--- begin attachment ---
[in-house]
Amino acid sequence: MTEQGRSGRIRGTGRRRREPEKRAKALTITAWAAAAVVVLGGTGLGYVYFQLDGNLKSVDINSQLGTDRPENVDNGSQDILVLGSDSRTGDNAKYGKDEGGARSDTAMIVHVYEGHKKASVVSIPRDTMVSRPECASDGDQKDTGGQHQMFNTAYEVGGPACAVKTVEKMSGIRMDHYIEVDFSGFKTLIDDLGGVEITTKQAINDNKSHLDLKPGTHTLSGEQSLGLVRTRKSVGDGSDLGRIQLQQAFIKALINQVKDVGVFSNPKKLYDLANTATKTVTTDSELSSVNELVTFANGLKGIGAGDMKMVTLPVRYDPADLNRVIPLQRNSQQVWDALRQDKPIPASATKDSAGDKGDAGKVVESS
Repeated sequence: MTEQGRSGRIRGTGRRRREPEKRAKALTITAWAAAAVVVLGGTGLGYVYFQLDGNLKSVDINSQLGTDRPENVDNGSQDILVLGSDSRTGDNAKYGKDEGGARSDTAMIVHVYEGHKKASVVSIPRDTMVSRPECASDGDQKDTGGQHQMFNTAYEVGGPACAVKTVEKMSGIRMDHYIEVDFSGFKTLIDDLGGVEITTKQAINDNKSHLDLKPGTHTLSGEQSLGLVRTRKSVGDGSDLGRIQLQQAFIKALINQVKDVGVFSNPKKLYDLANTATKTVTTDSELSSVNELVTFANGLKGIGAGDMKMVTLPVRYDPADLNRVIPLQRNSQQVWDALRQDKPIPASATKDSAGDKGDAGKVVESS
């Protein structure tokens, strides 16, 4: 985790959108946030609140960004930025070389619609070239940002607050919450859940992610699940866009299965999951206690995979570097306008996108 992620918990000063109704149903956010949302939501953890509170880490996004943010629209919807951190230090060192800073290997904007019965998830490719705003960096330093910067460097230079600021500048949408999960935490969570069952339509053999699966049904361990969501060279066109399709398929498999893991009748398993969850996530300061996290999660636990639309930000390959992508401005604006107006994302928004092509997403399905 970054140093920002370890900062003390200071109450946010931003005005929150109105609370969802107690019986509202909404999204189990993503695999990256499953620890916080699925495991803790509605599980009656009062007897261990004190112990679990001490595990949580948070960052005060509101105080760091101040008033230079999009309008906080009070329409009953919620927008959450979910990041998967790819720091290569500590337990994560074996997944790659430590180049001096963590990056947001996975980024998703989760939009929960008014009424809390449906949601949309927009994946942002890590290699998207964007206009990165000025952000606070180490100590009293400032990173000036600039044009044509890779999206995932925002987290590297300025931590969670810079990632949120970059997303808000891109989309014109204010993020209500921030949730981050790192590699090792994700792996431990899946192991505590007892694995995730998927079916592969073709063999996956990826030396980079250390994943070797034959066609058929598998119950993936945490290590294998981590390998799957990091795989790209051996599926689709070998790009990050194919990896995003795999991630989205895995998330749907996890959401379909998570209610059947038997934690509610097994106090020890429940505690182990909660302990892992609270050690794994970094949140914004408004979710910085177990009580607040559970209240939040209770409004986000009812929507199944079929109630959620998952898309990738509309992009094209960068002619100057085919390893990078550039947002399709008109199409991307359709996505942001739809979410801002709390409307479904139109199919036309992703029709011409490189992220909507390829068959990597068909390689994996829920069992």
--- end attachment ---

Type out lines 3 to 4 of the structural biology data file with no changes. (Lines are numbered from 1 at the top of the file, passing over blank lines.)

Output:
Repeated sequence: MTEQGRSGRIRGTGRRRREPEKRAKALTITAWAAAAVVVLGGTGLGYVYFQLDGNLKSVDINSQLGTDRPENVDNGSQDILVLGSDSRTGDNAKYGKDEGGARSDTAMIVHVYEGHKKASVVSIPRDTMVSRPECASDGDQKDTGGQHQMFNTAYEVGGPACAVKTVEKMSGIRMDHYIEVDFSGFKTLIDDLGGVEITTKQAINDNKSHLDLKPGTHTLSGEQSLGLVRTRKSVGDGSDLGRIQLQQAFIKALINQVKDVGVFSNPKKLYDLANTATKTVTTDSELSSVNELVTFANGLKGIGAGDMKMVTLPVRYDPADLNRVIPLQRNSQQVWDALRQDKPIPASATKDSAGDKGDAGKVVESS
């Protein structure tokens, strides 16, 4: 985790959108946030609140960004930025070389619609070239940002607050919450859940992610699940866009299965999951206690995979570097306008996108 992620918990000063109704149903956010949302939501953890509170880490996004943010629209919807951190230090060192800073290997904007019965998830490719705003960096330093910067460097230079600021500048949408999960935490969570069952339509053999699966049904361990969501060279066109399709398929498999893991009748398993969850996530300061996290999660636990639309930000390959992508401005604006107006994302928004092509997403399905 970054140093920002370890900062003390200071109450946010931003005005929150109105609370969802107690019986509202909404999204189990993503695999990256499953620890916080699925495991803790509605599980009656009062007897261990004190112990679990001490595990949580948070960052005060509101105080760091101040008033230079999009309008906080009070329409009953919620927008959450979910990041998967790819720091290569500590337990994560074996997944790659430590180049001096963590990056947001996975980024998703989760939009929960008014009424809390449906949601949309927009994946942002890590290699998207964007206009990165000025952000606070180490100590009293400032990173000036600039044009044509890779999206995932925002987290590297300025931590969670810079990632949120970059997303808000891109989309014109204010993020209500921030949730981050790192590699090792994700792996431990899946192991505590007892694995995730998927079916592969073709063999996956990826030396980079250390994943070797034959066609058929598998119950993936945490290590294998981590390998799957990091795989790209051996599926689709070998790009990050194919990896995003795999991630989205895995998330749907996890959401379909998570209610059947038997934690509610097994106090020890429940505690182990909660302990892992609270050690794994970094949140914004408004979710910085177990009580607040559970209240939040209770409004986000009812929507199944079929109630959620998952898309990738509309992009094209960068002619100057085919390893990078550039947002399709008109199409991307359709996505942001739809979410801002709390409307479904139109199919036309992703029709011409490189992220909507390829068959990597068909390689994996829920069992």